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May 28, 2005
Highlights from Schizophrenia Research Conference
Read more... Schizophrenia Research Journal Articles
A summary of research findings presented at the International Conference on Schizophrenia Research (April 2-6 2005, in Savannah, GA) is available from Medscape (http://www.medscape.com). The following are a few salient points from the report, many of which schizophrenia.com has also reported on in recent months, and which are available in our news archives.
1. Much research has been done to identify pre-natal risk factors for schizophrenia. According to a scientist from Perth, Australia (where one of the first studies of mothers with schizophrenia and their offspring has recently been completed), studies have identified obstetric events that can increase the risk of schizophrenia in the offspring by 2- to 7-fold. Schizophrenia.com has recently reported on such pre-natal risk factors as increased exposure to Cat Virus, infections during pregnancy, exposure to x-rays or lead, and increased age of the father. (Please note that these are correlations, not causational factors. None of these appear to cause schizophrenia, they are simply related in some way). The good news is that many or all of these risks can be avoided - see http://www.schizophrenia.com/prevent3.htm for more details. Even risk from genetic inheritance may be controlled somewhat by seeking analysis of your family health background from a genetic counselor, and/or creating a "Health Family Tree" to determine your probable risk.
2. Scientists from the Institute of Psychiatry in London reported research on the link between increased psychosis and cannabis use, something that schizophrenia.com has seen numerous articles on within the last six months. The evidence supporting this correlation appears to be very strong.
3. Epidemiological studies show that schizophrenia does not affect all worldwide populations equally. According to scientist John McGrath of Australia, who reviewed 843 published and 41 unpublished reports to obtain his data, reported that schizophrenia has a higher incidence in developed countries, among immigrant populations (as opposed to native-born residents), and among men.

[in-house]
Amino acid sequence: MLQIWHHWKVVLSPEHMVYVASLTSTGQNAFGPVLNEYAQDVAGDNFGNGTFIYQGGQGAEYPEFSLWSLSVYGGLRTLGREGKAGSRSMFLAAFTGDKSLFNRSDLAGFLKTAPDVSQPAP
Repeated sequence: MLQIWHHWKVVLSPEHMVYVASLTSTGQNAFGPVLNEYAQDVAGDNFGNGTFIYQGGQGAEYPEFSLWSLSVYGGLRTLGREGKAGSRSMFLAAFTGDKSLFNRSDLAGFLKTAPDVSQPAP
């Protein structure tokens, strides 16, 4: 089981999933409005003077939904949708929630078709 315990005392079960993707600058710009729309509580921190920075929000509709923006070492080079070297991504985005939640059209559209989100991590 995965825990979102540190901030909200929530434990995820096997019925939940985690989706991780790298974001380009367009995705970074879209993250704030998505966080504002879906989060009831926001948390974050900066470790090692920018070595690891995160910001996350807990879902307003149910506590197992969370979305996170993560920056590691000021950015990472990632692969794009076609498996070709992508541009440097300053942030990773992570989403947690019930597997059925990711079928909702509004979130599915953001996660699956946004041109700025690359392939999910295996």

4. NIMH Scientist Dr. Wayne Fenton reported on the MATRICS initiative, a collaborative effort between the NIMH, UCLA, and the U.S. Food and Drug Administration to move forward treatments targeted at the cognitive aspects of schizophrenia. Recently the MATRICS initiative identified seven cognitive domains that are most affected in schizohprenia: speed of processing, verbal learning and memory, visual learning and memory, executive function, attention and vigilance, working memory, and social cognition. Future federal clinical trials of cognitive treatments for schizophrenia will use the tests developed by the MATRICS committee, based upon the above seven domains, for a more standardized measure of efficacy.
5. Dr. Robert Buchanan of the Maryland Psychiatric Research Center reported on several promising cognitive enhancers that are being clinically tested for their use in schizophrenia treatment. The two "frontrunners", according to Dr. Buchanan, are ispronicline (nicotinic receptor partial agonist), and ORG 24448 (modulator of AMPA glutamate receptors).
Please see the Medscape Article Highlights of the International Congress on Schizophrenia Research (http://www.medscape.com/viewarticle/504415_1) for the full report. Viewing may require a free registration.
Posted by Julia at May 28, 2005 10:49 PM
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